ans. 1; yes I believed that's normal. That's why it's called VBR. (variable bitrate).
ans. 2; why not be your own judge. but as you indicated, if it doesn't then it won't do you much good regardless how great it sounded.
ans. 3; I wonder if really such thing as "future proof". Personally I don't worry about such things. Just keep the original in a safe place.
For years I have always ripped my CD's into mp3 format at 320kbps
However, I read that aac may be superior in sound quality (though debated, and then even so, can anyone tell difference).
Here are my questions-
So, my last 5 CD's I decided to rip them in aac format at 320.
When iTunes was done ripping them I noticed their bitrates are recorded as- Well, some are 318, 326, 320 etc. Not all 320 even though I do NOT have VBR checked. So, is this normal?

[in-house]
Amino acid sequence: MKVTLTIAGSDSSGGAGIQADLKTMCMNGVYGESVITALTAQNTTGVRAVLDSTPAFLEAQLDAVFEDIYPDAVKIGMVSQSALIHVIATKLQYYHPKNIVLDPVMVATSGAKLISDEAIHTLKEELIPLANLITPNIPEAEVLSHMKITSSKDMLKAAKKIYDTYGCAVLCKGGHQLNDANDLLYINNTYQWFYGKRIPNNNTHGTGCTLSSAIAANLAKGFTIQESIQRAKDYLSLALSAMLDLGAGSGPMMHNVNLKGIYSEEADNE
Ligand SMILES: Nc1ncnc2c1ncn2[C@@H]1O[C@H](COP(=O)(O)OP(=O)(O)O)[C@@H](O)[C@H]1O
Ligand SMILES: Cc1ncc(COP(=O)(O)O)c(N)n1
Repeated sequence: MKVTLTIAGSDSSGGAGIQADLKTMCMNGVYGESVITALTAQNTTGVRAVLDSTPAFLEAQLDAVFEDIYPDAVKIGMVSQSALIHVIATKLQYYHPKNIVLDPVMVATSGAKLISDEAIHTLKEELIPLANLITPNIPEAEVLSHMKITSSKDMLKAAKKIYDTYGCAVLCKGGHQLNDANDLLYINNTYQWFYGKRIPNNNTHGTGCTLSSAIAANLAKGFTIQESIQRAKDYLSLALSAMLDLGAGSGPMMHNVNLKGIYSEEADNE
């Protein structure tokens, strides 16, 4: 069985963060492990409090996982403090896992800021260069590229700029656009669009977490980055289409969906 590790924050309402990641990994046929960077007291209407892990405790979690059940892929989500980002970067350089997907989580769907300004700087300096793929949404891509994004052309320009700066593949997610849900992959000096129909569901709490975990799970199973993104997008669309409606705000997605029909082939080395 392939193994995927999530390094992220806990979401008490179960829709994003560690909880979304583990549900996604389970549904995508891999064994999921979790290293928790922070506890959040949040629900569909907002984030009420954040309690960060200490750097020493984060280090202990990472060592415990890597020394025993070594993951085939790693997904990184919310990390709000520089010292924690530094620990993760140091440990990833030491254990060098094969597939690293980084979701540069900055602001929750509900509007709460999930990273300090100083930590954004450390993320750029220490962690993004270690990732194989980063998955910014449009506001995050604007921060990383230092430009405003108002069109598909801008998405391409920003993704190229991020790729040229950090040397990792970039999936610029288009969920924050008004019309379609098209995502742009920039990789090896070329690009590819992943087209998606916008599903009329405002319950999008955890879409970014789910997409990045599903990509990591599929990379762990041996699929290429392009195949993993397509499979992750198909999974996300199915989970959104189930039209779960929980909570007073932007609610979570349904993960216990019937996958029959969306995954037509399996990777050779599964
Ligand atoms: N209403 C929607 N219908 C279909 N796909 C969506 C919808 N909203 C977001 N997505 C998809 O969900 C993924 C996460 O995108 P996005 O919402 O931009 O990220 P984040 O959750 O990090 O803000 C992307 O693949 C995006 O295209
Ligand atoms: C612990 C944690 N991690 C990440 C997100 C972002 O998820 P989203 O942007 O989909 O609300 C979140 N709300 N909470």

How much (if any) is there a difference in sound quality between aac 320 & mp3 320?
Is one or the other more of a future proof solution? (Which will be around longer).
I just now realized when putting them on a USB stick and plugging them into my 2014 car, they will not play! Ai ya, I really thought by now aac would have more acceptability, since iTunes has got to be one of the largest distributors of music. I will double rip if need be if aac is much better or more future proof.
Thank you for any help.